Northern Ireland

Escaped mink could be "disaster" for Donegal

A mink
Image caption The escaped mink could have a devastating impact on local wildlife

Police in County Donegal are investigating the release of thousands of American mink from a farm in Ardara on Saturday.

The owners of the farm in the Meenavalley area are blaming what they call "animal liberation terrorists".

The farm held approximately 33,000 mink but most did not leave the perimeter.

However, it is estimated that up to 5,000 of the animals may have made it into the wild.

Many have since been killed by motorists.

Eimear Magee, a conservation ranger for the area, said she was "extremely alarmed" when she heard about the incident.

She said the animals were a major threat to bird colonies.

"The mink don't just take enough to feed themselves, they destroy the whole colony. Once that happens to a tern colony they'll move. They won't get a chance to breed successfully again that year," she said.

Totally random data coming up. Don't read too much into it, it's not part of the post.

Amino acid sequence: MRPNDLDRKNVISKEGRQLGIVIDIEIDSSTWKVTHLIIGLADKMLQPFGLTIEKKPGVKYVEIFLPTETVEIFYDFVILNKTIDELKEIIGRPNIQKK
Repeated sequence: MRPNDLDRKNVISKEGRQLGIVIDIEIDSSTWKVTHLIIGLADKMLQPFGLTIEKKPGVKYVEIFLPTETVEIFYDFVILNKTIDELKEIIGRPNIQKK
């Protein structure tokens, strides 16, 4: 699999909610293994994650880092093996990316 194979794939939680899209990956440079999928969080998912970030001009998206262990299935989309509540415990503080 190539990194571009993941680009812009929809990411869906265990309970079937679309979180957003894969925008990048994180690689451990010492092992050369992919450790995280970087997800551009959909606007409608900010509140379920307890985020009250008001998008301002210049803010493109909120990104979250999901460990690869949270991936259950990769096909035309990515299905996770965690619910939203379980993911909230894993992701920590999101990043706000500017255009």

American mink were first brought to Ireland in the 1950s to be farmed for their fur. Ms Magee said that since then, many mink have escaped into the wild or have been intentionally released.

"They breed quite prolificly. They have no natural predators here. There's not a waterway in Ireland that doesn't have a mink population."

She said the animals have had a devastating impact on water fowl which are not very good fliers and tend to spend a lot of time on the ground. Populations of moorhen and coot have been seriously damaged by feral mink.

The Irish National Parks and Wildlife Service, local gun clubs and staff from a neighbouring mink farm are assisting with the effort to recapture the runaways.